Economies of Scale (Push) vs. Economies of Flow (Pull)

Wednesday, May 13, 2009 by Tripp Babbitt

I remember sitting in my economics class at Hanover College my freshman year and the professor explaining to the class about "economies of scale."  Definition: Reduction in cost per unit  resulting from increased production.  We all know this one: the more produced or purchased the lower the cost.  This is the American way, mass produce in batches for less cost or "economies of scale."  With schedules and targets needed to produce batches, overproduction is common place.  This overproduction requires marketing to sell this excess inventory.

Taiichi Ohno (Toyota) looked at production as a supermarket.  Each time product is pulled of the shelf one is made to replace it.  This gives less inventory, less time, less waste and good service.  A wholly different view that (for the most part) has been rejected by Americans that favor the command and control thinking associated with economies of scale.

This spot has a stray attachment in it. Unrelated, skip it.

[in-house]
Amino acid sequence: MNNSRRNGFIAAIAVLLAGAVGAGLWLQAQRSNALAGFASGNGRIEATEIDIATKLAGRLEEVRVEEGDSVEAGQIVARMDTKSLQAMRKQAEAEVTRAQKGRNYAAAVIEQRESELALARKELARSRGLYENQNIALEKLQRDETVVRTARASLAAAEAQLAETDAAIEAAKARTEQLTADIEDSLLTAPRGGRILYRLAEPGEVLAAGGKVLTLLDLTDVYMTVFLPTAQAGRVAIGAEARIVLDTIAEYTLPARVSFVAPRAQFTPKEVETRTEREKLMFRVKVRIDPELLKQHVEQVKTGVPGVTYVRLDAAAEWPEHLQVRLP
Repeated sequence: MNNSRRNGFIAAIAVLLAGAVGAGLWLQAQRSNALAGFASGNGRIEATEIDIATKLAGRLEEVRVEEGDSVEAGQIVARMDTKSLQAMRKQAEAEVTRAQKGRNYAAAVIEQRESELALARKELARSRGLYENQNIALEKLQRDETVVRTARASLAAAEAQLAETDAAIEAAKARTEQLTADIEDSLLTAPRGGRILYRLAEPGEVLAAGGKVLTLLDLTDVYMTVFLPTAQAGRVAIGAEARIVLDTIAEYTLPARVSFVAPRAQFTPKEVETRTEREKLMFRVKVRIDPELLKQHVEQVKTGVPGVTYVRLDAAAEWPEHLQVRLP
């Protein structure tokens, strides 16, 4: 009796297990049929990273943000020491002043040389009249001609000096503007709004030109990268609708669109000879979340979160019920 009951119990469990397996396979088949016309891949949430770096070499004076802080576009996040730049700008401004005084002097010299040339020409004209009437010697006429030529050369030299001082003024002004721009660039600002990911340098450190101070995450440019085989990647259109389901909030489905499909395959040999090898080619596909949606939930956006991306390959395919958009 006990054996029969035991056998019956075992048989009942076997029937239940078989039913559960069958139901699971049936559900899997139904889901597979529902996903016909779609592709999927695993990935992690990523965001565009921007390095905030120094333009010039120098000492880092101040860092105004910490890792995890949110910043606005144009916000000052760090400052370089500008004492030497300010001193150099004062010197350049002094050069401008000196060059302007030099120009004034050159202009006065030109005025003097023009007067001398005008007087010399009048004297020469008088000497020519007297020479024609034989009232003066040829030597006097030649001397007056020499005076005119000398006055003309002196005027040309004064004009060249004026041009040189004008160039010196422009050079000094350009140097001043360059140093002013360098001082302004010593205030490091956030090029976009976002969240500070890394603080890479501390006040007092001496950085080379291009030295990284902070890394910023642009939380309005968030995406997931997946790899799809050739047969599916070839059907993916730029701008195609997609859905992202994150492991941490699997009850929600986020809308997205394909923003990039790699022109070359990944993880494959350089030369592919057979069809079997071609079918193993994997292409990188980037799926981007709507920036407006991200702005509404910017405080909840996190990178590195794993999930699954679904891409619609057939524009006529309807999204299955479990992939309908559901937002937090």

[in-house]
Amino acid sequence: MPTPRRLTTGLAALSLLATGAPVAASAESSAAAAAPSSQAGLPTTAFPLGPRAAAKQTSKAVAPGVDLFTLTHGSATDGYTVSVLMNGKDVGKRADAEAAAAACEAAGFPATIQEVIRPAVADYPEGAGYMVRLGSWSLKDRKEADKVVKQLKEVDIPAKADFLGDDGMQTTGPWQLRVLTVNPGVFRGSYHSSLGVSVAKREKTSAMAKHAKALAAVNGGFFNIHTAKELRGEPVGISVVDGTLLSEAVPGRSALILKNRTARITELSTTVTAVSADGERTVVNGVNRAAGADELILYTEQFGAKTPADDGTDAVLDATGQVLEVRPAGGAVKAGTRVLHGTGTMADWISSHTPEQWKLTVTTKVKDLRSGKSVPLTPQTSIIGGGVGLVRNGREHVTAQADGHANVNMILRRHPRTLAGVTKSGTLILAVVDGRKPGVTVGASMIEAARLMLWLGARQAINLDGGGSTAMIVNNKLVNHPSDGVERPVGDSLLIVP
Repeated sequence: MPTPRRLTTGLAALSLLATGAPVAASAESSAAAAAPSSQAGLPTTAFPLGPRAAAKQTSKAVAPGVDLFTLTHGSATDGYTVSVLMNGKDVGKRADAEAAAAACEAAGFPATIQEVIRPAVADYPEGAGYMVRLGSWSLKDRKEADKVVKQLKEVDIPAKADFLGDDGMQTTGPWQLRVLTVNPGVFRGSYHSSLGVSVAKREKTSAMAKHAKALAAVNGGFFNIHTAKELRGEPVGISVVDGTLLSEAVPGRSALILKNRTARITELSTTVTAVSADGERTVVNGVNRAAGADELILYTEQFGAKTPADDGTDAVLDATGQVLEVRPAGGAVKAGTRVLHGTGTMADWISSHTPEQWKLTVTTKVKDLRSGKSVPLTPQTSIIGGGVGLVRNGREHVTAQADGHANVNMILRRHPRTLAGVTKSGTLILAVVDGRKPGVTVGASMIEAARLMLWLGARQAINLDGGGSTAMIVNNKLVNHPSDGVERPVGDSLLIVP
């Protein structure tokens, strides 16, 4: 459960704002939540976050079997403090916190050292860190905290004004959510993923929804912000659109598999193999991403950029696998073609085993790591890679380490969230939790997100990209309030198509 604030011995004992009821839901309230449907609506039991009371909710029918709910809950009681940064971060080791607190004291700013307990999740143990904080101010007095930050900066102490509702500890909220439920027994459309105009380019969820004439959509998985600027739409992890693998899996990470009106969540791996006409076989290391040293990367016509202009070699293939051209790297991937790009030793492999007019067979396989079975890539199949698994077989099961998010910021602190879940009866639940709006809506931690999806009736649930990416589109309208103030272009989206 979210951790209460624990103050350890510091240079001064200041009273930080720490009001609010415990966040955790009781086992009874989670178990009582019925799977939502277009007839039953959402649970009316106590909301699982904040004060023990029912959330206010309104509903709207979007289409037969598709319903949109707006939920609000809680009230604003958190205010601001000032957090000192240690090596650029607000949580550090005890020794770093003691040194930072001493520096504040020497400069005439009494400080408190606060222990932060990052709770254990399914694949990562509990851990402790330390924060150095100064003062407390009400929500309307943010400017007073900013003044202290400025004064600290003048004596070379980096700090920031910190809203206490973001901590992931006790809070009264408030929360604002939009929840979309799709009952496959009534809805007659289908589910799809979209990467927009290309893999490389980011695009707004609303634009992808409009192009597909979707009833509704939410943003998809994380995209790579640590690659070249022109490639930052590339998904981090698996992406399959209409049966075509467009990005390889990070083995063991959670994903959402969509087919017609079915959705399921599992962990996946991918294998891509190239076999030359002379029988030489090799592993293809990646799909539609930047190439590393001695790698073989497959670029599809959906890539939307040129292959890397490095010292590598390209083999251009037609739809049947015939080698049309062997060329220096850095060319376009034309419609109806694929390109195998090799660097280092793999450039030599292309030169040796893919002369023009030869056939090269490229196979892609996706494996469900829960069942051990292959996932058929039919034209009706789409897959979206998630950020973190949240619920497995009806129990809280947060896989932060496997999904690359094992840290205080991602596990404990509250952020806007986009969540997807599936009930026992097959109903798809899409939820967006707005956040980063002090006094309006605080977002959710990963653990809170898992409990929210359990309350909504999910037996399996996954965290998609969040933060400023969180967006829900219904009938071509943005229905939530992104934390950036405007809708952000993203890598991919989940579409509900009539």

John Seddon in Freedom from Command and Control) said it best when comparing the PullAmerican view vs. the Ohno view, "So it comes down to a choice: use marketing to stimulate demand for what we have made, or build relationships with customers to deliver what customers want – push vs. pull."

Systems thinking organizations understand the problems of economies of scale (push) and that a better way is to achieve economies of flow (pull).  But making this change in thinking is not easy . . . it will require a different leadership strategy that requires a change in thinking. 

Tripp Babbitt is a speaker, blogger and consultant to service industry (private and public).  He is focused on exposing the problems of command and control thinking and the termination of bad service through application of new thinking . . . systems thinking.  Download free from "Understanding Your Organization as a System" and gain knowledge of systems thinking or contact us about our intervention services at [email protected].  Reach him on Twitter at


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